China’s interests in the Mideast continue to grow while the region remains mired in a dramatic political transition and escalating tension. The Paris attacks and ISIS execution of a kidnapped Chinese citizen in November 2015 highlight China’s emerging challenge of confronting terrorism as it expands its global footprint. Together, these incidents are transforming China’s traditional non-intervention policy, and prompting Beijing to take a more proactive stance in combating the threat of ISIS and Islamic extremists both at home and abroad. In the face of China’s new pro-activism in the Middle East, Beijing will become an increasingly important partner for Washington and Brussels in international efforts to combat terrorism and address other non-traditional security challenges. Rather than viewing the Middle Kingdom’s rise from a Cold War mentality as a zero-sum game challenging or supplanting U.S. role in the region, Beijing’s “One Belt, One Road” (OBOR) initiative could provide a timely platform for China, U.S. and EU to engage in cooperative security to counter-terrorism, reduce ungoverned spaces via economic development, and help promote stability and security in Europe’s eastern and southern neighbourhood.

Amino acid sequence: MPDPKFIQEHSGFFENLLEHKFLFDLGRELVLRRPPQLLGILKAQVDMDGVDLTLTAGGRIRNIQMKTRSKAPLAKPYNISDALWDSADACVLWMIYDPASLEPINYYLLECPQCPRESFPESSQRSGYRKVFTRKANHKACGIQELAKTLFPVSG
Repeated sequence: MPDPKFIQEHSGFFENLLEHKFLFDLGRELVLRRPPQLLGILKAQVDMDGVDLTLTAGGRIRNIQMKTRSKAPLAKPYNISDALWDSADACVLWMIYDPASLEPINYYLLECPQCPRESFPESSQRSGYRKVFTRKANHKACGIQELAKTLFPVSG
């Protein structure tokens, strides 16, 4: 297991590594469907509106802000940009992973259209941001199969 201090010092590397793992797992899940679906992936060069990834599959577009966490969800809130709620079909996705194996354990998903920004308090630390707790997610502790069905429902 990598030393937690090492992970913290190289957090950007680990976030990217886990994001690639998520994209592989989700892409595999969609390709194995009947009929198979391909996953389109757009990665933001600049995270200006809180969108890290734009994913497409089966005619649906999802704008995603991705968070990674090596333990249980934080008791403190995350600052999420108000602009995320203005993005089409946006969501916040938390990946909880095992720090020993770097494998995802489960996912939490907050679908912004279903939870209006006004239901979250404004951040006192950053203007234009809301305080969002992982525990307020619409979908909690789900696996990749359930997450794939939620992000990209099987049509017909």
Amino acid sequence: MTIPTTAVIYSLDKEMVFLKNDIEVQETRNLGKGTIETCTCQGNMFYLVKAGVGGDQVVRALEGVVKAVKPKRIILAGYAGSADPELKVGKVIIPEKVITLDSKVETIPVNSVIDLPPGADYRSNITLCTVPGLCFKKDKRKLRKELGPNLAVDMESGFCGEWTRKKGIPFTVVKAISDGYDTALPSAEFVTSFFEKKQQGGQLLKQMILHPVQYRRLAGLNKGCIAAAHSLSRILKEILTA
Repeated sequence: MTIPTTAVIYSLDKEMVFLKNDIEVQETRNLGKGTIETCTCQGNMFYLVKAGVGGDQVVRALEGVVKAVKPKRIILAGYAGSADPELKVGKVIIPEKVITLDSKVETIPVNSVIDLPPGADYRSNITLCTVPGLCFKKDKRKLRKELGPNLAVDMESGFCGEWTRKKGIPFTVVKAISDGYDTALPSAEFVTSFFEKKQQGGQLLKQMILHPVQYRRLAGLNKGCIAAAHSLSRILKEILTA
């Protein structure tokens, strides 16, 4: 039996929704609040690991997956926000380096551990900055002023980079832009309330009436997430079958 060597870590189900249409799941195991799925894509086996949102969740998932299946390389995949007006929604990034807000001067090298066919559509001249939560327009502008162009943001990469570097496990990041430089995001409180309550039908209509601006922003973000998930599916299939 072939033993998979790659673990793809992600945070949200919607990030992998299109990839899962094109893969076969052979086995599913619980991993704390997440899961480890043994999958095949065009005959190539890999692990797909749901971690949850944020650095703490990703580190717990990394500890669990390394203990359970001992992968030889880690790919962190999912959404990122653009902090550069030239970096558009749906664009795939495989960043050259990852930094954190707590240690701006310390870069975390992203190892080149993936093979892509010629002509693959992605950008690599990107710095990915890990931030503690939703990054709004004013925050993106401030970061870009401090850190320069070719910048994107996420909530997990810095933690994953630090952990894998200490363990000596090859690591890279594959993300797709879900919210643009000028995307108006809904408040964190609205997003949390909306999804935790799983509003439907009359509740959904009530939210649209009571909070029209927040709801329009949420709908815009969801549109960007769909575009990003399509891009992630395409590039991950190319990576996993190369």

Dr Lin has extensive US government experience working on China security issues, including policy planning at the US Department of Defense, the National Security Council, and US Department of State. She is the author of The New Silk Road: China’s Energy Strategy in the Greater Middle East (The Washington Institute for Near East Policy). Christina Lin’s current research focuses on the interplay of SCO-EU-NATO relations and China in the Middle East peace process.